DENNIS SCHWARTZ 
IS THERE ANY GOOD 
IN SAYING 
EVERYTHING ABOUT A MOVIE?

 
SILVER LODE (director: Allan Dwan; screenwriter: Karen DeWolf/story by Karen DeWolf; cinematographer: John Alton; editor: James Leicester; music: Louis Forbes; cast: John Payne (Dan Ballard), Lizabeth Scott (Rose Evans), Dan Duryea (Ned McCarty), Dolores Moran (Dolly), Emile Meyer (Sheriff Wooley), Robert Warwick (Judge Cranston), John Hudson ('Mitch' Evans), Harry Carey Jr. (Johnson), Alan Hale Jr. (Kirk), Hugh Sanders (Reverend Field), Frank Sully (Paul Herbert, Telegrapher), Morris Ankrum (Zachary Evans), Edgar Barrier (Thad Taylor, Attorney); Runtime: 81; MPAA Rating: NR; producer: Benedict Bogeaus; RKO; 1954)

 
"This anti-McCarthyism western was inspired by High Noon, only it's more explicit."

Reviewed by Dennis Schwartz

Indie English producer Benedict Bogeaus teams up with veteran director from the silents Allan Dwan ("Robin Hood"/"Sands of Iwo Jima"), in the first of ten such collaborations. Their 1956 Slightly Scarlet was the only other one that approached such a high caliber accomplishment. Silver Lode was made as a quickie, with a budget of $800,000. Since Bogeaus had the rep of going over budget, the suits at RKO insisted the producer hire the efficient Dwan who had a rep of bringing films in on time and on budget. After a brief clash on the set, the two reconciled and the final film satisfied all parties. This anti-McCarthyism western was inspired by High Noon, only it's more explicit. It even has the villain, played by Dan Duryea, named McCarty (which is close enough), in case there's anyone who doesn't get the connection to the witch hunting senator. It plays out as a hard-hitting allegory on the hypocrisy of Senator McCarthy.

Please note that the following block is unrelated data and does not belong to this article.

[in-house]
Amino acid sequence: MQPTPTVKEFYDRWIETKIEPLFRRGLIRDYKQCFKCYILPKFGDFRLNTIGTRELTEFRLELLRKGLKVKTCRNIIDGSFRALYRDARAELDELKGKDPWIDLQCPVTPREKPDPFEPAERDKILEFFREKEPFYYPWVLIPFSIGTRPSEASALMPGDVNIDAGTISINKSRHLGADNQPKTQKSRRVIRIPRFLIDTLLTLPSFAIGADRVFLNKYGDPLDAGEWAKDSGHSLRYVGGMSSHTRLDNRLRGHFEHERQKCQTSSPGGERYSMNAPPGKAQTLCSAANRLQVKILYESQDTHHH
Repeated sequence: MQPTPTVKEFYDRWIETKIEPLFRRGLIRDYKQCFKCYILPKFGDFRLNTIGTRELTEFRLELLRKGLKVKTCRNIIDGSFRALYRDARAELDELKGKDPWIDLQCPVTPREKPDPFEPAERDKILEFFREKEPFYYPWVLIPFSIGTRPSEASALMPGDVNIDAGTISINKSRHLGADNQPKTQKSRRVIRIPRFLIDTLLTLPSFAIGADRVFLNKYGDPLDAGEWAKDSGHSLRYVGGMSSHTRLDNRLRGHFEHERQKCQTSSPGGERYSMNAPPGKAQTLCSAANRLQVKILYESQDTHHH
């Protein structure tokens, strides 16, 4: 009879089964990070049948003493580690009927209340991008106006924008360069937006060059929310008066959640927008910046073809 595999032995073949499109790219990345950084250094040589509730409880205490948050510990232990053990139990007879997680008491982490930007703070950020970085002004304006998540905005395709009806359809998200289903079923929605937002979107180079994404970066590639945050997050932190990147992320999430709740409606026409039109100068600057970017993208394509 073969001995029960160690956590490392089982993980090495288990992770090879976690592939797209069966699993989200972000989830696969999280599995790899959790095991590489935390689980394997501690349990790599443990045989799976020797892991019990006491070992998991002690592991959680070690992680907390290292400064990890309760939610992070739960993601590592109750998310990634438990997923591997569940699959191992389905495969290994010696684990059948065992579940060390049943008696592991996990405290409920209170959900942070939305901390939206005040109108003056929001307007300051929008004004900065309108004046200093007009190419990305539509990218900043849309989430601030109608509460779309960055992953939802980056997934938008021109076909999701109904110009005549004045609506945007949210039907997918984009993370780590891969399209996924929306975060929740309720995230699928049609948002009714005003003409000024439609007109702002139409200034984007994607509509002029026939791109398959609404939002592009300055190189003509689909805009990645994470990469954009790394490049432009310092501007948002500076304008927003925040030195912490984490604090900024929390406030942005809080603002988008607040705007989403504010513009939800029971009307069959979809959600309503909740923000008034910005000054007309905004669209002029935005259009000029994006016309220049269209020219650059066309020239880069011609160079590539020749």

On July 4th, in the western town of Silver Lode, a surly stranger named Ned McCarty rides into town accompanied by three deputies who act like thugs and McCarty passes himself off as a U. S. marshal with a warrant for the arrest of respectable wealthy rancher Dan Ballard (John Payne). It happens to be the day Ballard is marrying the richest gal in town Rose Evans (Lizabeth Scott). The marshal halts the wedding ceremony and says Ballard shot his brother in the back and robbed the town of some $20,000 a few years ago in Discovery, California. Ballard came to Silver Lode two years ago and build up his big spread ranch from scratch, earning the respect of the town leaders. 

The revenge story gets played out in full, as the wrongly accused Ballard stalls his surrender in order to obtain evidence that the marshal is really a rustler posing as a lawman. Finally he is forced to escape in order to clear his name, and that leads to the deputies being shot and the locals gradually wavering in their loyalty to him. The only ones who believe in him are a saloon gal, who is an ex-girlfriend, named Dolly (Dolores Moran, married producer Bogeaus after the film), who still has a crush on him, and his would-be bride. 

REVIEWED ON 10/14/2006        GRADE: B+

Dennis Schwartz: "Ozus' World Movie Reviews"

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